Day 63 Saturday, September 10 Kelseyville, CA Rest Day 15 errand miles
It will be hard to force myself to leave Lake County tomorrow. I have visited places where I woke up in the morning and knew that I needed to move on. As much as I might have enjoyed a place I knew that it was not home, that I belonged someplace else. Such is not the case with Lake County. I had a place here. I still have a place here. If I let myself I could almost fall back into the rhythm of the friendships, the local politics, the natural surroundings and life here. There is no need to rush off except for the fact that my life is in Portland and much of the richness I experienced in Lake County I have also nurtured along in Portland.
After being on the road for so long and having only a handful of close friends to visit with I am yearning more and more for those deeper connections. I have enjoyed and received so much from all the conversations with people I have met on the road. But, I am also ready to be back with the people and the community who really know me, understand me, and sometimes tolerate me. I have that here in Lake County. It is just a taste of what I am returning to in Portland. 700 miles separates me and this return to home. It is a wonderful feeling to know that the life that is awaiting me there truly is a return home. I wonder if it is how Dorothy felt in the Wizard of Oz as she returned to Kansas and Auntie Em?
Ever since the desert of Nevada the word “acceptance” has continued to work on me. Today it was coupled with “trust”. It is ironic that as I have been working with the larger Church on embracing a more accepting stance regarding the shifts of our religious tradition, I don’t feel that I have modeled that same level of trust. As I encourage our congregations to “let go” of the reins guiding their future, I find myself having a hard time letting go of trying to control my personal future security. I want someone to assure me that I have a place in the Church and the community where my gifts and skills will be honored and useful. The old models of “climbing the corporate Church ladder” don’t seem to apply anymore. I can’t give Eastminster a blueprint of what their future will be like as they let go of church as they know it. And no one can give me a blueprint of the future of ministers in a time when one form is dying and something new is being birthed. That doesn’t keep me from wanting it and worrying about it.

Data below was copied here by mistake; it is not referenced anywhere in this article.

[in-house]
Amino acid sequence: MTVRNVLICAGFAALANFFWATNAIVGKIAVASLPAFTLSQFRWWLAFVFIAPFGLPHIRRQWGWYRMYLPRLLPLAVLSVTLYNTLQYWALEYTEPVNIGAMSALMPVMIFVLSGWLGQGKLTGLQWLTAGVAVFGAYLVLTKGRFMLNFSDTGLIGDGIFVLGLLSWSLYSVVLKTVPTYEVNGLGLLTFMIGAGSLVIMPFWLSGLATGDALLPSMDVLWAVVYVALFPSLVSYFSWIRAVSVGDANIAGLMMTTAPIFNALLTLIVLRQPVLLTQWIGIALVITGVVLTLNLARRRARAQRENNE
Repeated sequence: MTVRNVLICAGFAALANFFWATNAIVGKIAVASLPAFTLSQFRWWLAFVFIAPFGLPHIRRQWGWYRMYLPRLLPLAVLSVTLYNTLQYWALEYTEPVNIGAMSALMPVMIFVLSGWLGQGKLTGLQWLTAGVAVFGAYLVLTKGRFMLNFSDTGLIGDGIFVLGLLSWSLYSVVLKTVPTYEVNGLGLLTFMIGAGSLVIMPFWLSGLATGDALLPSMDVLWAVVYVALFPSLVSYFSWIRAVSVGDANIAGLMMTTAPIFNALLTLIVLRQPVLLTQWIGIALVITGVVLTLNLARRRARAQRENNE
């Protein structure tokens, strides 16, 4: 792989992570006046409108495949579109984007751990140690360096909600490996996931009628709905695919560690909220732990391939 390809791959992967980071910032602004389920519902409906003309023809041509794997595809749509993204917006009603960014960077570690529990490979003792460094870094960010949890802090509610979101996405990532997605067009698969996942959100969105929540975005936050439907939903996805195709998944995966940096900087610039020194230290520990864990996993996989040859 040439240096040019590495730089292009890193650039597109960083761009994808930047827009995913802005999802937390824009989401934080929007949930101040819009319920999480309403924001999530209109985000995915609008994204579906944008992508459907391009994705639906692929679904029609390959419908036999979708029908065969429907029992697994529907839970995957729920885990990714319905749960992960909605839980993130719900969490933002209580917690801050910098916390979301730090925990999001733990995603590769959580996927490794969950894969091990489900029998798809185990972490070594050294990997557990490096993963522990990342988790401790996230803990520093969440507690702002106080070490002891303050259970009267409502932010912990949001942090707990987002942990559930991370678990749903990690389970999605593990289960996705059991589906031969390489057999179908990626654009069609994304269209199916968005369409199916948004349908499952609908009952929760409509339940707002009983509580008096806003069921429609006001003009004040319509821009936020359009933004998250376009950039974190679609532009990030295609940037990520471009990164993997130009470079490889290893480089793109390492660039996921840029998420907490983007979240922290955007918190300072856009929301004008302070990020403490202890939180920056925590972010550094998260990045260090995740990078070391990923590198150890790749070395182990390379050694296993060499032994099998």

After 3300 miles in the saddle and a full two months on the road I have not been successful at changing the world to better fit my image of how it should be. I have not suddenly created a bridge of communion between the tradition of the Church and emerging spiritualities. I am, however, slowly moving more into a place of trust that I will have just a bit part in a much larger unfolding drama in this new world in which we live. Phyllis Tickle who wrote The Great Emergence said that paradigm shifts of this nature often take 150 years to play themselves out. I am slowly accepting that the best I can do is to be faithful to honoring the Spirit of this time. I don’t know what it means for my future security. I can’t predict how it will shape and reshape what it means to be a minister. I don’t even know if the gifts that I bring will be the gifts that the Church needs to negotiate this time we live in. I would like to have more foreknowledge. I would like to be able to control my future more than I have been able to. But, in all fairness I am asking the Church to let go and trust and maybe I was pushed into this pilgrimage by my own fears around letting go as well. A growing acceptance is working on me and with it a little more peace about a world I can’t control.